Dharmashastras

Dharmashastras

 

ancient Indian religious and legal treatises. Written by various theological schools, the dharmashastras were not a collection of legal canons having the force of law. They were rather collections of rules and prescriptions regulating the social and personal life of individuals, depending on class and caste, and contained not only legal but also religious, moral and ethical, and other standards of conduct considered virtuous by Brahmanism. Most of the best-known dharmashastras were written from the first to the fourth centuries A.D. The dharmashastras contain valuable information about the life of ancient Indian society. The best-known dharmashastras are the Manava Dharmashastra (Code of Manu), the Yajnavalkya Smriti, and the Narada Smriti. A total of more than 20 dharmashastras are known, either in fragments or in their entirety.

References in periodicals archive ?
His consciousness reveals a chaotic mix of incommensurate, even opposed, notions derived from the discourse of vamashramadharma in the Dharmashastras, the Upanishadic guna theory, (9) and the principles of karma, (10) all tendentiously assimilated to uphold a dualist Madhva metaphysics (99).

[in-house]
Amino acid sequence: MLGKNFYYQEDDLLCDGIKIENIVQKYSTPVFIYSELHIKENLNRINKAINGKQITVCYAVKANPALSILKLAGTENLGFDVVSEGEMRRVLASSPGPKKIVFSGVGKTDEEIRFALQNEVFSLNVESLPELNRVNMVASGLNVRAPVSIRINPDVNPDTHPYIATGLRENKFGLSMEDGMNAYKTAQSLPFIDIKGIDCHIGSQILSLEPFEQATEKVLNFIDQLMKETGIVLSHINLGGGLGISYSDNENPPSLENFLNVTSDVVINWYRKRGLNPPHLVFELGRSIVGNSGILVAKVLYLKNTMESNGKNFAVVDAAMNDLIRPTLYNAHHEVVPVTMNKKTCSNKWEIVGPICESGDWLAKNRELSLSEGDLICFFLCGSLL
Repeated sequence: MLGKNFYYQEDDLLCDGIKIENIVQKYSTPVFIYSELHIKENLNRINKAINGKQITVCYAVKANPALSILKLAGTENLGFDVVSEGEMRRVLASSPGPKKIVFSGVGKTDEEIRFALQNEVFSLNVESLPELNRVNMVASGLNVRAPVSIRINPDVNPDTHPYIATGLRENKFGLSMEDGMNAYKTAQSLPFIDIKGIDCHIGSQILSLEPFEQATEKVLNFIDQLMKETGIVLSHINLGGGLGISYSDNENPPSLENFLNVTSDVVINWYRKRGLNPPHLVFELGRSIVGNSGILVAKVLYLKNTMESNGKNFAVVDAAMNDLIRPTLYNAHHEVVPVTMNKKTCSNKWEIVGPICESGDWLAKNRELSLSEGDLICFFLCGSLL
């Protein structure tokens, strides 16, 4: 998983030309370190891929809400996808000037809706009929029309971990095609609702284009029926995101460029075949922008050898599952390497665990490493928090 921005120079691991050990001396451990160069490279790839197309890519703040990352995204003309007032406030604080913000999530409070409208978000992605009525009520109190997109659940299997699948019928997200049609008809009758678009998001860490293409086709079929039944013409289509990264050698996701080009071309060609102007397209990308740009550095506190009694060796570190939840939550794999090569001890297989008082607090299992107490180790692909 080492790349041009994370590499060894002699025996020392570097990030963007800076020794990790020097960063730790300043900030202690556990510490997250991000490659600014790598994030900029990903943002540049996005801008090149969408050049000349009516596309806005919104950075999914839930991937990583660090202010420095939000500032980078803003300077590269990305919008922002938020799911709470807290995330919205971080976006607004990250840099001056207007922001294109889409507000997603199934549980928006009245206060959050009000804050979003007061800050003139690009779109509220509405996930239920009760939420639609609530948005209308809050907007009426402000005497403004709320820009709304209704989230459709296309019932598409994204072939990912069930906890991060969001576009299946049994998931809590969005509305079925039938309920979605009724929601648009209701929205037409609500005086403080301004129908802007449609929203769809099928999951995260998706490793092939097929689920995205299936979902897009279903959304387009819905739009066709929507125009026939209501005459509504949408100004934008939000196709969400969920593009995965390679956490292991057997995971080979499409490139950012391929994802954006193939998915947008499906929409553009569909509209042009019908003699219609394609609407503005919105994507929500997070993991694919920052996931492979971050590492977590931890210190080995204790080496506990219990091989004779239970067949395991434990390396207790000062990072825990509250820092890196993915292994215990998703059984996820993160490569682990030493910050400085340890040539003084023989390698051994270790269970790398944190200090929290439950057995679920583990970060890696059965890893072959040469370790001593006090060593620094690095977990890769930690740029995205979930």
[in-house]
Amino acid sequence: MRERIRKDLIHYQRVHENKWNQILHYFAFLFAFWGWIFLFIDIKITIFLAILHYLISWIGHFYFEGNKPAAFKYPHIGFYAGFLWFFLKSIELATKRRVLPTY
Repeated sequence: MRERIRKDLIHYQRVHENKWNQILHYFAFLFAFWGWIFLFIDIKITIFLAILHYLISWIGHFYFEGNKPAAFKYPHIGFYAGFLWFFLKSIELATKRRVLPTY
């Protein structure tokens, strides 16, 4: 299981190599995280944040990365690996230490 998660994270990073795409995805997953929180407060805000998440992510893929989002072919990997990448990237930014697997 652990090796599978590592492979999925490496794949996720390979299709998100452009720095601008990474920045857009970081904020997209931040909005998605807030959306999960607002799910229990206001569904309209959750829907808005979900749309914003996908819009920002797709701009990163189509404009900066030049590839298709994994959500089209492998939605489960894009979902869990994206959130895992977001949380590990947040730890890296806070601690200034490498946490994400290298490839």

The dharmashastras deal with both religious as well as legal duty.
Kirkwood's (1989) identification of "truthfulness as a standard," can be traced to the Dharmashastras.
We believe that more exceptions to the rule will be found through a more careful exploration of the codes of Manu and the larger group of Dharmashastra texts.
Further, in the Hindu tradition, the Dharmashastras (the Treatises on Dharma) express the ideas that women are lower in the social order than men and that this is a result of negative karmic circumstances.
This irony can possibly be explained by the historical fact that the Hindu personal code, derived from the dharmashastras, has never gained the foundational value for the Hindu community that the sharia has gained for the Muslim community.